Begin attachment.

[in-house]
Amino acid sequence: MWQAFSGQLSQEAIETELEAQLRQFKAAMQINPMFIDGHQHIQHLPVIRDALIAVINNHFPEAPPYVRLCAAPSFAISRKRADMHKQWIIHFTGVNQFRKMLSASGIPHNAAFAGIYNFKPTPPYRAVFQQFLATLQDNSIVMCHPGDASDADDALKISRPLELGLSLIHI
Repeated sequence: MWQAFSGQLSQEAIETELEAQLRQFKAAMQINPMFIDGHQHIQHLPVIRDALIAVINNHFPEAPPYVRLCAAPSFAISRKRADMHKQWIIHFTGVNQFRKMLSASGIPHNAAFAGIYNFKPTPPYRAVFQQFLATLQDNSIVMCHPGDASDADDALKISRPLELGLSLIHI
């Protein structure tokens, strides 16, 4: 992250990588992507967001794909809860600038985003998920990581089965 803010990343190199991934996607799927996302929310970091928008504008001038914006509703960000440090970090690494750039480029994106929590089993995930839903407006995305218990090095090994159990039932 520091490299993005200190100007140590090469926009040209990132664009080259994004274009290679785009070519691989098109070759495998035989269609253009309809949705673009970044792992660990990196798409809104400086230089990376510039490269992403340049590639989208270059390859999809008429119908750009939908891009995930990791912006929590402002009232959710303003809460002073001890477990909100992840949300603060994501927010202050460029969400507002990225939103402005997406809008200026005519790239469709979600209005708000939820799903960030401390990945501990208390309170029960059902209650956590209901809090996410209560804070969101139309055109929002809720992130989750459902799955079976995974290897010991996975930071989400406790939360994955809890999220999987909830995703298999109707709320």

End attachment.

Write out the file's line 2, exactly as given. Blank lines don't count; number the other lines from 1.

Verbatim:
Amino acid sequence: MWQAFSGQLSQEAIETELEAQLRQFKAAMQINPMFIDGHQHIQHLPVIRDALIAVINNHFPEAPPYVRLCAAPSFAISRKRADMHKQWIIHFTGVNQFRKMLSASGIPHNAAFAGIYNFKPTPPYRAVFQQFLATLQDNSIVMCHPGDASDADDALKISRPLELGLSLIHI